And Randy Carlyle is a good coach that Ducks team is going to win a lot of hockey games if they play like they did against the Oilers the other night. I know the blogging community have been trying to tell everybody that he’s a bad coach, but I didn’t see a team being coached poorly the other night. Don’t be surprised if they make a cup final appearance, they are that good.

    • Sheldon "Oilers Fan for Life!!!"

      I did not watch the game but from the 5.oo min highlight package it sure seemed as if the Oilers were far more snake bit than the fact that they seemed out coached. Two defensive breakdowns resulted in two goals. This team is improving but they win a few games and their level of attention to detail starts to break down. Suddenly they loose heart and attention to Detail as well. Then we have a loosing streak. They will change so long as they are listening to coach.

      • camdog

        Both coaches are good coaches the author of this blog most likely views them both as bad coaches because they have both been dismissive of advanced stats. Randy Carlyle got ripped for his work in Toronto, but the thing is the team he had just wasn’t very good. If you have a bad team, often the results aren’t going to be good, if you have a All Star hockey players at every position odds are you are going to win a few Stanley Cups oh and lead the league in advanced stats.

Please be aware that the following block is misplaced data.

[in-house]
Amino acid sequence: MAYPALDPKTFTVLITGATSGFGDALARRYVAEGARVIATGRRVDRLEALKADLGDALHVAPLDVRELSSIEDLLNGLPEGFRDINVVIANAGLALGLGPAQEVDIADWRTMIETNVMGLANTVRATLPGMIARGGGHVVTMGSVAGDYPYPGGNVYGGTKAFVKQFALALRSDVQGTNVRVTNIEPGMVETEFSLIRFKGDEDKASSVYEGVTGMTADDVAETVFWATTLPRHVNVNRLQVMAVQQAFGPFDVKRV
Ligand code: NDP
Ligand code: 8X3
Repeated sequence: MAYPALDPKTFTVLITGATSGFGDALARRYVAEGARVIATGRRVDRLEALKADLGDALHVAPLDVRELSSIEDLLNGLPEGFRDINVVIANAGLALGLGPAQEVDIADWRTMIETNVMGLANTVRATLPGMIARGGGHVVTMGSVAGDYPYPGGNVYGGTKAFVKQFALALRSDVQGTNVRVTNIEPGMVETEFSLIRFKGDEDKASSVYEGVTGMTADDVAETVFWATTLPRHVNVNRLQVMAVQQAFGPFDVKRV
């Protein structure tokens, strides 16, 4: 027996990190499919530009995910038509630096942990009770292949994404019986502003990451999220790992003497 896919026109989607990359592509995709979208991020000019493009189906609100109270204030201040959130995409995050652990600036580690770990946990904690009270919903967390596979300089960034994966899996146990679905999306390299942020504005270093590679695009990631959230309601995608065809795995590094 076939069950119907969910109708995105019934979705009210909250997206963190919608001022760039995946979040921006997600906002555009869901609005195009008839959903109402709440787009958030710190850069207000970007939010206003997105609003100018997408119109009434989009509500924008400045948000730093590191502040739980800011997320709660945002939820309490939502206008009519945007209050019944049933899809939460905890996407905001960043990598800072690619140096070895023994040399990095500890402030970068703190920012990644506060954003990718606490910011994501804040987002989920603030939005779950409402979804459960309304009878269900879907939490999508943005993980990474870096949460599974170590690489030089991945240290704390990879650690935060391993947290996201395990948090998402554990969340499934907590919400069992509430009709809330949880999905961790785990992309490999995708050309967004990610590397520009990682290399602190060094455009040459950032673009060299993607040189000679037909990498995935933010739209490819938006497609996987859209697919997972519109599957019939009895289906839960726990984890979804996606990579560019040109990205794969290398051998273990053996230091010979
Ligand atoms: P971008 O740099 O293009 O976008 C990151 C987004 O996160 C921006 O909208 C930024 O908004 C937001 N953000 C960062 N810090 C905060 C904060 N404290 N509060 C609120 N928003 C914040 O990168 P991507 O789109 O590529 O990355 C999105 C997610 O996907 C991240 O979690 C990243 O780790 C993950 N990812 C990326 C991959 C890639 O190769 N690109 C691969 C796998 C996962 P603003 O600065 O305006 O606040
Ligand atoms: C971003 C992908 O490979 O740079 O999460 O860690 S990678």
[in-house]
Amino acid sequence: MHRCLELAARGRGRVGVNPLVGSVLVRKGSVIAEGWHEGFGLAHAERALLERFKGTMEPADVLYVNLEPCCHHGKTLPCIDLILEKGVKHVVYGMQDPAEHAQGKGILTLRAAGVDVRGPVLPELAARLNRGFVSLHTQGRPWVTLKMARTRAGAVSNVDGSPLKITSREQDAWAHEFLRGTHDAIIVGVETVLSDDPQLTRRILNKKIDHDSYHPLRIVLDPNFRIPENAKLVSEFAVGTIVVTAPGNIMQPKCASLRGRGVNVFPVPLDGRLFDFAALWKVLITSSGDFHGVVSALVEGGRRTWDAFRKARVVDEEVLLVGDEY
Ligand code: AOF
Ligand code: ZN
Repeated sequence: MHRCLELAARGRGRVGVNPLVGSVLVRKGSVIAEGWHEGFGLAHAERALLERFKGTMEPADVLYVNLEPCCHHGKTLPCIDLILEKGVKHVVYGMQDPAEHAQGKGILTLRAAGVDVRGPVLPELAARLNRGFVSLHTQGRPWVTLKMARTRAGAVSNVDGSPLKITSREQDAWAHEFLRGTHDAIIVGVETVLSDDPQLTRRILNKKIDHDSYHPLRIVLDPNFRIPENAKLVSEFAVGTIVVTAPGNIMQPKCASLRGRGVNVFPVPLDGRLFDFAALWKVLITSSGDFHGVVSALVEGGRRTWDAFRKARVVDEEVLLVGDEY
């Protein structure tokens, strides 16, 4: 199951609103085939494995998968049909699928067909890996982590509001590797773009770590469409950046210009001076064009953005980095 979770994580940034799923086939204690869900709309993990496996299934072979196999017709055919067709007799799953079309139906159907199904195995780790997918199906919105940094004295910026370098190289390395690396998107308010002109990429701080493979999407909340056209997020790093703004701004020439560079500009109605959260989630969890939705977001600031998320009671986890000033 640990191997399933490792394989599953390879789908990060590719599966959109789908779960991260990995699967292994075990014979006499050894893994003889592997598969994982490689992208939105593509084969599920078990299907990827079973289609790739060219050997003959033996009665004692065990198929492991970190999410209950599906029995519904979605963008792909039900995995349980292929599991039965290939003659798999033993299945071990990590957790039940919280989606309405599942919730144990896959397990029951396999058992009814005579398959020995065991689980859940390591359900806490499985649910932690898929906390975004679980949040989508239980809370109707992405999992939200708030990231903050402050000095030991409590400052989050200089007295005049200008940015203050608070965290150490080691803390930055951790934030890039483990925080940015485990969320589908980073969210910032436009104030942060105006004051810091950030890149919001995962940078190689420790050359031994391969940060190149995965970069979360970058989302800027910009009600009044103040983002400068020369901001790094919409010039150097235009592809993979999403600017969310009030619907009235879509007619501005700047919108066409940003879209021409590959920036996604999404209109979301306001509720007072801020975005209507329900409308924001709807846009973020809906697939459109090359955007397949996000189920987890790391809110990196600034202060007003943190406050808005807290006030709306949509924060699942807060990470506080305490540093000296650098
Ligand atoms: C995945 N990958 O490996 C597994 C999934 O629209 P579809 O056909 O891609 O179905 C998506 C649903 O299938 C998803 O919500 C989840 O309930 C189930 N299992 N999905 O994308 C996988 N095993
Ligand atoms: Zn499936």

As to the game the other night the Oilers didn’t play a bad game, made a few really bad mistakes that a veteran team was able to capitalize on. The Ducks are a really good team right now.

  • Slappyshot

    Great article! Expected goals has its flaws but it’s the best we got. There’s also a new expected goals mode on moneypuck.com that’s worth checking out. Factors in some additional things like the change in angle on rebounds.

  • All of them are based on counting shots that meet certain characteristics such as location and shot type to determine how dangerous a given shot is. But determining those characteristics is left to each organization to define.

    I’m not sure I accept this particular issue as a “problem” with tracking scoring chances. Why would teams care if other teams track them the same way? As long as a team’s methodology is consistent I don’t see the issue.